Tech Alma Mater, Molder Of Men

I’m not sure how, but I stumbled upon the Wikipedia page for my high school, Brooklyn Tech. The name makes it sound like we should have been learning about cars or plumbing, doesn’t it?

Brooklyn Technical High School, commonly called “Brooklyn Tech”, is a New York City public high school that specializes in engineering, math and science. Together with Stuyvesant High School and Bronx High School of Science, it is one of three original specialized science high schools, operated by the New York City Department of Education, all three of which were cited by The Washington Post in 2006 as among the best magnet schools in the United States. Admission is by competitive examination, and as a public school, there is no tuition fee and only residents of the City of New York are eligible to attend.

Of these three, even I’ll admit, Tech was the weak sister. At least it was when I graduated.

Tech was good news/bad news in my life. The good news is, I did learn a lot – though most of it worthless today. Tech’s curriculum was designed for another era. And, though it was college prep, I didn’t want to be an engineer or go to an engineering college.

Tech was also where I touched my first two computers. One was an IBM 1130 mainframe, programmed with Hollerith cards. I remember having to write code, in Fortran, to add 50 + 5. I’m not sure how I did.

The second computer was the fun one. This was ’67/’68 and we had a terminal connected to a timeshare computer at a local university. By terminal, I mean a Teletypewriter – no computer video screen. I’m not sure those had been devised yet.

I played games on this timeshare computer. I remember Wumpus, an adventure game and horse race and golf ‘sims.’

The bad news part of tech was its distance, both from my home and girls. Tech, when I went was all boys. I’m sure my teenage years would have been well served by an introduction to girls. The school’s anthem actually began:

Tech almer mater, molder of men

To get to school, I had to take a bus and then two subways. It easily took 1:15 to get there and 1:30 to get home! The New York City public schools had no snow days – at least none I can remember.

I was surprised to see Wikipedia mention the dungaree strike of 1968.

1968 was a turbulent year at Tech, when Principal Isidor Auerbach rebuked approximately 200 students who had violated the school’s dress code by wearing jeans to school. Dean Jack Feuerstein lectured the students on discipline then sent them to the auditorium, where they spent the day studying.

Though there would later be political activism at Tech associated with the Vietnam War, this really was a protest about jeans… you weren’t allowed to wear them. This, in a school loaded with shops and labs, seemed ridiculous.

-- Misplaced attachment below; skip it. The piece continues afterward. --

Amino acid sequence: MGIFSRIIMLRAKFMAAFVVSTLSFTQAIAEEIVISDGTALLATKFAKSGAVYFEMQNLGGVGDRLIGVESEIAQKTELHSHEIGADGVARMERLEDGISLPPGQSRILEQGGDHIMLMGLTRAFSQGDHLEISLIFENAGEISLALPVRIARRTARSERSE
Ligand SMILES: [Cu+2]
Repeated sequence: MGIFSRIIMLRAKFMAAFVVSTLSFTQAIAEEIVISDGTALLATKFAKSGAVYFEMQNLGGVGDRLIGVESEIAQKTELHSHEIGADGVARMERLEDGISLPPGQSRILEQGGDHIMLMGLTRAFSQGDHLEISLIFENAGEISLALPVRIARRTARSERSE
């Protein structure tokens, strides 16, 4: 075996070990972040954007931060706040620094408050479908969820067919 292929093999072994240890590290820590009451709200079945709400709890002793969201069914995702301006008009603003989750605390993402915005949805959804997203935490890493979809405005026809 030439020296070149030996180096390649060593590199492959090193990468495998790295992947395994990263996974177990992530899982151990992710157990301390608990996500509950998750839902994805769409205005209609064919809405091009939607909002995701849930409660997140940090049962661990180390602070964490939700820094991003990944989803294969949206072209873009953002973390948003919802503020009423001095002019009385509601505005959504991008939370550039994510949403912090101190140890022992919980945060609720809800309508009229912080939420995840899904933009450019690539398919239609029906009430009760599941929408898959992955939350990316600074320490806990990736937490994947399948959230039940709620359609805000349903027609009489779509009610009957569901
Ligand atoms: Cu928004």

In order to participate, I had to buy a pair (or maybe my folks bought them for me). I wanted to participate, but didn’t own jeans at the time!

My daughter is reading that last paragraph in total disbelief.

Oh – now I remember how I stumbled across the Tech citation. I was on some website that had a map of Brooklyn and saw the school. Then, with Google Maps, I zoomed in. It is an amazing structure.

Yes, that’s a TV tower on the roof. The screening over much of the rest of the roof kept basketballs and baseballs from flying out, as it was used as an open air adjunct to the upper gym (there was one on the first floor too).

The school had five corridors on most floors. Four were named for compass directions, while the fifth was the center corridor. One year my homeroom, or prefect as it was called at Tech, was 3W35 – Third floor, west corridor, room 35.

We also had massive elevators, some of which could be used between classes for ‘long haul traffic.’ I seem to remember a few which held forty students!

The ninth floor held WNYE-FM, the New York City Board of Education radio station. During my junior and senior years, instead of taking English in a classroom, I received credit for being a radio actor.

I was a very good radio actor… at least for a kid I was. Each Monday, students from around the city would head to WNYE for open casting. I was cast every week without fail for two years.

It’s an accomplishment I’m still proud of, even if no one remembers what a radio actor does… or why.

The school, built on its present site from 1930-33 at a cost of $6 million, is 12 stories high, and covers almost an entire city block. Facilities include:

* Gymnasiums on the first and eighth floors, with a mezzanine running track above the larger first floor gym. The eighth floor gym had a bowling alley lane and an adjacent wire-mesh enclosed rooftop sometimes used for handball and for tennis practice.

* Swimming pool in the basement.

* Wood, machine and other specialized shops. Most have been converted into normal classrooms or computer labs, except for a robotics shop.

* Foundry on the seventh floor, with a floor of molding sand used for creating sand casting molds. It was closed during the 1990s.

* Materials testing lab, used during the basic materials science (Strength of Materials) class. Included industrial capacity Universal Testing Machine.

* Aeronautical lab, featuring a large wind tunnel.

* Radio studio. Registered with Federal Communications Commission as WNYE (FM), it has not been used since the 1980s.

* 4,200-seat auditorium